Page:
Peripheral nervous system– Studies have showed that an intact peripheral nerve system appears to be necessary for the analgesic effects of acupuncture, because the analgesic effects can be abolished if the acupuncture site is affected by postherpetic neuralgia or intervened with local anesthetics [124,125].

Central nervous system-- Earlier studies showed that Electric Acupuncture (EA) at different frequencies could have different effects on the synthesis and release of neuropeptides, particularly synthesis of different opioid peptides in the central nervous system [11]. Moreover, an μ-opioid receptor antagonist or antiserum against endorphin blocked acupuncture analgesia induced by EA at 2 Hz but not at 100 Hz [12,13]. In addition, cholecystokinin-like immunoreactivity was increased within the medial thalamic area after EA [13], and EA enhanced or restored the activity of natural killer cells suppressed by the hypothalamic lesion [14].

The development in neuroimaging techniques such as functional magnetic resonance imaging (fMRI) and positron emission topographic (PET) scan has made it possible to further understand the acupuncture effects on human brain neuronal activity. Pain activates neuronal activity in periaqueductal gray (PAG), thalamus, hypothalamus, somatosensory cortex, and prefrontal cortex regions in the human brain [15], which appears to be attenuated by the sensation of ‘de-qi’ after acupuncture [16,17]. EA, particularly at a low frequency, produced more widespread fMRI signal changes in the anterior insula area (signal increases) as well as in the limbic and para-limbic structures (signal increases) than manual acupuncture. These findings are further supported by the data that different acupuncture points evoked a signal increase or decrease in specific areas within the central nerve system, suggesting that there might be a correlation between the effects of acupuncture and neuronal changes in the brain [18]. Other studies have also showed that neuronal responses to EA stimulation can be visualized in the rat primary somatosensory cortex using an optical imaging system [19]. This process may help understand the neural mechanisms of acupuncture treatment and Meridian phenomena [20]. Of interest to note is that using so-called ‘Bi-digital O-ring Test Imaging Technique’, researchers found that each meridian is connected to a representative area in the cerebral cortex, suggesting that the meridian system defined in the theories of Chinese medicine might overlap with distinct supraspinal regions [21].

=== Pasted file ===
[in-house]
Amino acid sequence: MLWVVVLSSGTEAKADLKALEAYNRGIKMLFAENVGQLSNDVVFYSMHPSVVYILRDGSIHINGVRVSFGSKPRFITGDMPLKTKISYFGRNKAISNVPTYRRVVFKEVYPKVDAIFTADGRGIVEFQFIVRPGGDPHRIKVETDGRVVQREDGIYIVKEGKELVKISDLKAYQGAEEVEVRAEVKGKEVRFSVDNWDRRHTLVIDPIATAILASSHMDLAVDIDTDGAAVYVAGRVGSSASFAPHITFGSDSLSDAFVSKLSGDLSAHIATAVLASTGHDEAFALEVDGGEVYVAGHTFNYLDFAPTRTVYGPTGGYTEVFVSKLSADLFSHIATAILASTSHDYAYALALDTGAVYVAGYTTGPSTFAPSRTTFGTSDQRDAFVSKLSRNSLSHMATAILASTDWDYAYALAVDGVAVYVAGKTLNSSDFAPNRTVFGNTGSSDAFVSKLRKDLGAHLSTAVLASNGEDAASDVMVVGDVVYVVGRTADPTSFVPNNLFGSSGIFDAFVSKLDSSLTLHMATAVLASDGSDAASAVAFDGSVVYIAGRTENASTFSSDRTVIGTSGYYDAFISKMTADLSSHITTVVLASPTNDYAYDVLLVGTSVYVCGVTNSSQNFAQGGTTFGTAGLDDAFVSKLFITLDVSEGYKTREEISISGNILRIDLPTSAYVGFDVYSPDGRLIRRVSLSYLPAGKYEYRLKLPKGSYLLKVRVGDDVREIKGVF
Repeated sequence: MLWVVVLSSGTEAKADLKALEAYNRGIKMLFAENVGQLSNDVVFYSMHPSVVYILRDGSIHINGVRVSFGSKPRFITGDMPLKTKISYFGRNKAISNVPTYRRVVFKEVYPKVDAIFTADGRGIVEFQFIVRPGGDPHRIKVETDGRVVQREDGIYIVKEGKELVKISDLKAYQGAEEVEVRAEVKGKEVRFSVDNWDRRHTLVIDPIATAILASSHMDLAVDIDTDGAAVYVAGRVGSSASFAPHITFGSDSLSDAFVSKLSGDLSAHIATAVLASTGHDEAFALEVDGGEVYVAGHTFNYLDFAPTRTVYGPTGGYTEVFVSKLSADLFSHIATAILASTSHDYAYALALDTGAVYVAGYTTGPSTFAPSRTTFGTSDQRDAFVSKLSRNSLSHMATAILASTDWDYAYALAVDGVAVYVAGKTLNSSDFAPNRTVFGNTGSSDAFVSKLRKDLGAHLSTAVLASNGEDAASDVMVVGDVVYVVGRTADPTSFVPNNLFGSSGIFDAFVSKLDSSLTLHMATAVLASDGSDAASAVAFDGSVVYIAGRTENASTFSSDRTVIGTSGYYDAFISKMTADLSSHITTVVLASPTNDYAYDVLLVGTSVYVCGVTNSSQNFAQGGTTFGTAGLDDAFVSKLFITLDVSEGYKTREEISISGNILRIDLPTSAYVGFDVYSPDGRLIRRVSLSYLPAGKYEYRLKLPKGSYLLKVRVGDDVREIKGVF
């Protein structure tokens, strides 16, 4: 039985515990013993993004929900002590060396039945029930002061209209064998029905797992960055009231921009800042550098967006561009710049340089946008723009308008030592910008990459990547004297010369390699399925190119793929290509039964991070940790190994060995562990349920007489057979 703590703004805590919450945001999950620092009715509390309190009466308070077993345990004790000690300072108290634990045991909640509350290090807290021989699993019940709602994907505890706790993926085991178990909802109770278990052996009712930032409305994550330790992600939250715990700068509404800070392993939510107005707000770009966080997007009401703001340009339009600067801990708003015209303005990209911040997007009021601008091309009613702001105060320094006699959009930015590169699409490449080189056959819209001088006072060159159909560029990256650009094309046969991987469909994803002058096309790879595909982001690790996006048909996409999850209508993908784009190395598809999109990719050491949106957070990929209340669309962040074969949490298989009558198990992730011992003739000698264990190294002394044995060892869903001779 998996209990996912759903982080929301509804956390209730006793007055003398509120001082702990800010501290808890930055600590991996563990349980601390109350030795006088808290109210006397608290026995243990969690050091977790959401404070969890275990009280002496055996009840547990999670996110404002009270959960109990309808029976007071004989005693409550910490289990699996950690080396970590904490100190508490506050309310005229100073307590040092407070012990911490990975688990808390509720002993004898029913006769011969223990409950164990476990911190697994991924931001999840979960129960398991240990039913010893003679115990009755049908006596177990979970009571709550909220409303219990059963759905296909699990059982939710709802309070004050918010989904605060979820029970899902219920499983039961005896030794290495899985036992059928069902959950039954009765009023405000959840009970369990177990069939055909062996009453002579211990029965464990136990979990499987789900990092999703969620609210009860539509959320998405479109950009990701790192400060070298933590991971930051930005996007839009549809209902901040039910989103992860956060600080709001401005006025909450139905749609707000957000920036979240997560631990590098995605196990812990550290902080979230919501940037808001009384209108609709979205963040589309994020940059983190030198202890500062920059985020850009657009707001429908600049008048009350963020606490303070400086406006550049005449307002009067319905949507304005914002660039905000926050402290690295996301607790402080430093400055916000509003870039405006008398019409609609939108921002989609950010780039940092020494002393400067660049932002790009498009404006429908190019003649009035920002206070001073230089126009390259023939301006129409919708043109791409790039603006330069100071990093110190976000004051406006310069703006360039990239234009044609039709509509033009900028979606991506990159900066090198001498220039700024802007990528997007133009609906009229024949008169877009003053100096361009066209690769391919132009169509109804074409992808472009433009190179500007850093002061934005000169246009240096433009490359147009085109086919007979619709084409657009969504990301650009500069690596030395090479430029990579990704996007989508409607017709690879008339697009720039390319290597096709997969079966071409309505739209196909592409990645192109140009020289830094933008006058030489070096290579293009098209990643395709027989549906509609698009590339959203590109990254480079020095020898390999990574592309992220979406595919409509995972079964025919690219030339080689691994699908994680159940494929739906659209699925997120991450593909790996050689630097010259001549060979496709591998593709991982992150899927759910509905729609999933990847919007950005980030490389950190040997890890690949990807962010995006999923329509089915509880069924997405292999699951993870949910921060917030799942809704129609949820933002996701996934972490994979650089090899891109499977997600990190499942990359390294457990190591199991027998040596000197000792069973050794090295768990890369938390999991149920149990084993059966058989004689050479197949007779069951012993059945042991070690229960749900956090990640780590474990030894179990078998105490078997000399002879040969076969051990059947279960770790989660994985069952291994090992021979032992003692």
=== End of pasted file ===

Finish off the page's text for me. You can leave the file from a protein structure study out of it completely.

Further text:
Humoral factors and Neurotransmitters-- Scientists have found that acupuncture significantly increases the endogenous endorphin production and this effect can be blocked by the opioid receptor antagonist naloxone [4]. Humoral factors may mediate acupuncture analgesia by releasing substances into the cerebrospinal fluid after acupuncture. This notion was supported by a cross-perfusion experiment in which acupuncture-induced analgesic effects were replicated in the recipient rabbit which were not receiving acupuncture but received the cerebrospinal fluid from the donor rabbit with acupuncture treatment [5]. EA also has been shown to alter the condition of polycystic ovaries induced by steroids through the modulation of ovarian nerve growth factors [6].